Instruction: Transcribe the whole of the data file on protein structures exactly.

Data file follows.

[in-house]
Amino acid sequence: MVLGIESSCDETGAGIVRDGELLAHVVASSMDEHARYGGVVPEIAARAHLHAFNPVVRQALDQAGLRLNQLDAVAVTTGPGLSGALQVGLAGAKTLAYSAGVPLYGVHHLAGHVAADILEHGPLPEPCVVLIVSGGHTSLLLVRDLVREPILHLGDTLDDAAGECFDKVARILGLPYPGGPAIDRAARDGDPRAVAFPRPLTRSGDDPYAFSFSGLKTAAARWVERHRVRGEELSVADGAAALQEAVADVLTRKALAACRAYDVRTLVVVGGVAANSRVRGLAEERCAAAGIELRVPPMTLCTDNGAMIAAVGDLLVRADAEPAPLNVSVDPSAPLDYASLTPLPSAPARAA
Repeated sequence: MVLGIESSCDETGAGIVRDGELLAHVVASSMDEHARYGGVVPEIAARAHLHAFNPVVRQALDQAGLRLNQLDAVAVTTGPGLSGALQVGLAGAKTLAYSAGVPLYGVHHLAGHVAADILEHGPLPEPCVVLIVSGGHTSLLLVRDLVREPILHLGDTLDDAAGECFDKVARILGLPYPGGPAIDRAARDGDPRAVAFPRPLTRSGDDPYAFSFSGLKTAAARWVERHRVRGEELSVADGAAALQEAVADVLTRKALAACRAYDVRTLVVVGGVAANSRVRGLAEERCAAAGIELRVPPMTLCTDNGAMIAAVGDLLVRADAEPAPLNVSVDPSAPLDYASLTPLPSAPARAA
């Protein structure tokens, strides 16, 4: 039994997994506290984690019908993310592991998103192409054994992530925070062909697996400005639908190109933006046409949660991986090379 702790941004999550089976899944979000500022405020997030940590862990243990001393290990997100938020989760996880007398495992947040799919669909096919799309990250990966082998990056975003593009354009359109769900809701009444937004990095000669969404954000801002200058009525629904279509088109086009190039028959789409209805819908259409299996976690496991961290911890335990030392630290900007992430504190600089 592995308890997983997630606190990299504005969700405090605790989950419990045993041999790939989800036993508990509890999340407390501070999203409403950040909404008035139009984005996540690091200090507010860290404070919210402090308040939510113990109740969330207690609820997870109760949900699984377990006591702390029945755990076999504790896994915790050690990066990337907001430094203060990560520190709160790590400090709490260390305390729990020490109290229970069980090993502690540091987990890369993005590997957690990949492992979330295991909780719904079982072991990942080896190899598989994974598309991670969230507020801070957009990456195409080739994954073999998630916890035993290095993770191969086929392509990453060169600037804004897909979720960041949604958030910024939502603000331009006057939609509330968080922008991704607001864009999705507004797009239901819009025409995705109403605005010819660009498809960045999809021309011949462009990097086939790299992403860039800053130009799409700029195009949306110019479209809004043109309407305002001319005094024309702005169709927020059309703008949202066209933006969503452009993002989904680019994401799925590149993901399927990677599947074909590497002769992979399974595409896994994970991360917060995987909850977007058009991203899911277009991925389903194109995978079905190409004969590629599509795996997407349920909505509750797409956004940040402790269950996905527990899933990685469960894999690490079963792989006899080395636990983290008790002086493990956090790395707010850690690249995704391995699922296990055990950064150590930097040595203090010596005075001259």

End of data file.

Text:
[in-house]
Amino acid sequence: MVLGIESSCDETGAGIVRDGELLAHVVASSMDEHARYGGVVPEIAARAHLHAFNPVVRQALDQAGLRLNQLDAVAVTTGPGLSGALQVGLAGAKTLAYSAGVPLYGVHHLAGHVAADILEHGPLPEPCVVLIVSGGHTSLLLVRDLVREPILHLGDTLDDAAGECFDKVARILGLPYPGGPAIDRAARDGDPRAVAFPRPLTRSGDDPYAFSFSGLKTAAARWVERHRVRGEELSVADGAAALQEAVADVLTRKALAACRAYDVRTLVVVGGVAANSRVRGLAEERCAAAGIELRVPPMTLCTDNGAMIAAVGDLLVRADAEPAPLNVSVDPSAPLDYASLTPLPSAPARAA
Repeated sequence: MVLGIESSCDETGAGIVRDGELLAHVVASSMDEHARYGGVVPEIAARAHLHAFNPVVRQALDQAGLRLNQLDAVAVTTGPGLSGALQVGLAGAKTLAYSAGVPLYGVHHLAGHVAADILEHGPLPEPCVVLIVSGGHTSLLLVRDLVREPILHLGDTLDDAAGECFDKVARILGLPYPGGPAIDRAARDGDPRAVAFPRPLTRSGDDPYAFSFSGLKTAAARWVERHRVRGEELSVADGAAALQEAVADVLTRKALAACRAYDVRTLVVVGGVAANSRVRGLAEERCAAAGIELRVPPMTLCTDNGAMIAAVGDLLVRADAEPAPLNVSVDPSAPLDYASLTPLPSAPARAA
């Protein structure tokens, strides 16, 4: 039994997994506290984690019908993310592991998103192409054994992530925070062909697996400005639908190109933006046409949660991986090379 702790941004999550089976899944979000500022405020997030940590862990243990001393290990997100938020989760996880007398495992947040799919669909096919799309990250990966082998990056975003593009354009359109769900809701009444937004990095000669969404954000801002200058009525629904279509088109086009190039028959789409209805819908259409299996976690496991961290911890335990030392630290900007992430504190600089 592995308890997983997630606190990299504005969700405090605790989950419990045993041999790939989800036993508990509890999340407390501070999203409403950040909404008035139009984005996540690091200090507010860290404070919210402090308040939510113990109740969330207690609820997870109760949900699984377990006591702390029945755990076999504790896994915790050690990066990337907001430094203060990560520190709160790590400090709490260390305390729990020490109290229970069980090993502690540091987990890369993005590997957690990949492992979330295991909780719904079982072991990942080896190899598989994974598309991670969230507020801070957009990456195409080739994954073999998630916890035993290095993770191969086929392509990453060169600037804004897909979720960041949604958030910024939502603000331009006057939609509330968080922008991704607001864009999705507004797009239901819009025409995705109403605005010819660009498809960045999809021309011949462009990097086939790299992403860039800053130009799409700029195009949306110019479209809004043109309407305002001319005094024309702005169709927020059309703008949202066209933006969503452009993002989904680019994401799925590149993901399927990677599947074909590497002769992979399974595409896994994970991360917060995987909850977007058009991203899911277009991925389903194109995978079905190409004969590629599509795996997407349920909505509750797409956004940040402790269950996905527990899933990685469960894999690490079963792989006899080395636990983290008790002086493990956090790395707010850690690249995704391995699922296990055990950064150590930097040595203090010596005075001259």